Permissive topics will stay in secretary’s contracts

After backlash over an initial proposal, the school board apologizes for suggesting the removal of permissive topics.

Natalie Dunlap, Online Editor-in-Chief

An elementary student breaks his finger. A flustered high schooler forgets their locker combination. A misbehaving student needs a playmate. Who handles all these situations?

In schools, secretaries do much more than just answering phones. They build personal connections with students. That’s why there was so much community outcry when the school board gave an initial proposal on Feb. 9 indicating that permissive topics would no longer be negotiable in secretary’s contacts.

Permissive topics include vacation days, hours, inservice training and overtime. The announcement caused anxiety in the secretaries’ union as well as infuritation from parents.

A secretary is many things, smart, flexible, most of all we are caring. We come to our work with many talents, years of experience that can only be learned on the job, things like how to deal with difficult students.

— Shelly Maxwell

“Topics such as hours and vacation overtime going into a handbook would create a great concern in our group in that the difference between a contract, which is negotiable and binding, and a handbook, which is neither, would have left the secretarial group at the mercy of future administrators and board members, who may choose to change the handbook at anytime without our input,” said Shelly Maxwell, president of the secretaries union.

On Tuesday, Feb. 13 many attended the Iowa City Community School District Board meeting to hear an update and give their opinion on a memo that was sent out by the board in days prior saying that permissive topics would no longer be negotiable. At the beginning of the meeting, board president Janet Godwin addressed the situation.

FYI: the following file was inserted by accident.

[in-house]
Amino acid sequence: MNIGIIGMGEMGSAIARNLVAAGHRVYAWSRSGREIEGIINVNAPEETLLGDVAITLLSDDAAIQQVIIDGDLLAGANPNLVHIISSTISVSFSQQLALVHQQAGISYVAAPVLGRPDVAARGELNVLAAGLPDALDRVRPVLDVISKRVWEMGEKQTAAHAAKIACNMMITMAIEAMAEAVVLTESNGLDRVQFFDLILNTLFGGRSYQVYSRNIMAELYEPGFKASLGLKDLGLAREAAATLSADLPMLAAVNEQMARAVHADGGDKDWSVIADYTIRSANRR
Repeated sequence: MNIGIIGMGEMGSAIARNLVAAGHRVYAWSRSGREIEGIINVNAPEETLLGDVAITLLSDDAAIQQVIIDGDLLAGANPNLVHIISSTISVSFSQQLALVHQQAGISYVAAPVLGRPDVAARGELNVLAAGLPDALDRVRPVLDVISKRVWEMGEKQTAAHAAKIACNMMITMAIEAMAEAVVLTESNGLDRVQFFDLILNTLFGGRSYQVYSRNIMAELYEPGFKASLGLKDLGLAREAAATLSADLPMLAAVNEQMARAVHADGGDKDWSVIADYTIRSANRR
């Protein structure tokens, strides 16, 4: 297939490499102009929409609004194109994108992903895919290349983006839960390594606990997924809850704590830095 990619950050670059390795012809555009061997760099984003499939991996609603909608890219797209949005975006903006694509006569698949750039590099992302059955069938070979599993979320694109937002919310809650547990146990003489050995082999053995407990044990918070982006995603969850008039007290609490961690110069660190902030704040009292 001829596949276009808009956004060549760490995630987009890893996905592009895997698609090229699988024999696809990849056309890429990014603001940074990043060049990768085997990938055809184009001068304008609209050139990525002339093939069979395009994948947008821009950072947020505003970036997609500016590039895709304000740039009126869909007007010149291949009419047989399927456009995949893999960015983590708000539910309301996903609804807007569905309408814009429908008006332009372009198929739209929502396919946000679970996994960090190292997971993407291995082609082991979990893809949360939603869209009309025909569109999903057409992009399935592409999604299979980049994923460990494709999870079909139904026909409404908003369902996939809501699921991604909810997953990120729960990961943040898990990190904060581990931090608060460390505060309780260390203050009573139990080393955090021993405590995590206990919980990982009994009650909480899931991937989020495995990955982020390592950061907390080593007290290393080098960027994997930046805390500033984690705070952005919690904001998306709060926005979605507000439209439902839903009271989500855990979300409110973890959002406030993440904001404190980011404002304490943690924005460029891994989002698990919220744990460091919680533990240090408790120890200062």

“Many of you know and are here tonight because of it, that the opening proposal for the board … was a mistake, no other way to put it. As board president I take responsibility for not insuring there was a robust process in place to develop, review and gain alignment on the opening proposal before it was shared with our union negotiators. I understand that the opening proposal caused significant anger, fear, anxiety and concern for our district workers’ well being, and for that I deeply, sincerely apologize. I also understand that the opening proposal broke faith and significantly strained relationships with those groups that we have had a solid working relationship [with] in the past. Our goal, as we try to correct this mistake, is to begin rebuilding trust.”

Maddi Shinall
Many people turned out to the meeting to listen to and comment on the proposal.

After the announcement was made, people still came before the board to share their stories about how secretaries have positively impacted their lives. One parent shared that each morning her son rings the buzzer at Twain Elementary and says ‘Hi, it’s me, Peter’ and Twain’s secretary Whitney Busling responds, ‘Hello, Peter.’

“He’s an anxious kid, and this is one ritual that helps him know it’s okay to go into school every day,” said his mother, Laura Crossett. “I have seen Whitney show that same level of individual care for all the students of Twain.”

Although the proposal temporarily damaged the relationship between secretaries and the board, Maxwell appreciated how the board handled the situation and acknowledged their mistake.

“I’m looking forward to moving ahead with our plan for bargaining a contract that I hope will make everyone happy on both sides of the fence,” Maxwell said. “And I’m glad that the public supported the secretaires so strongly.”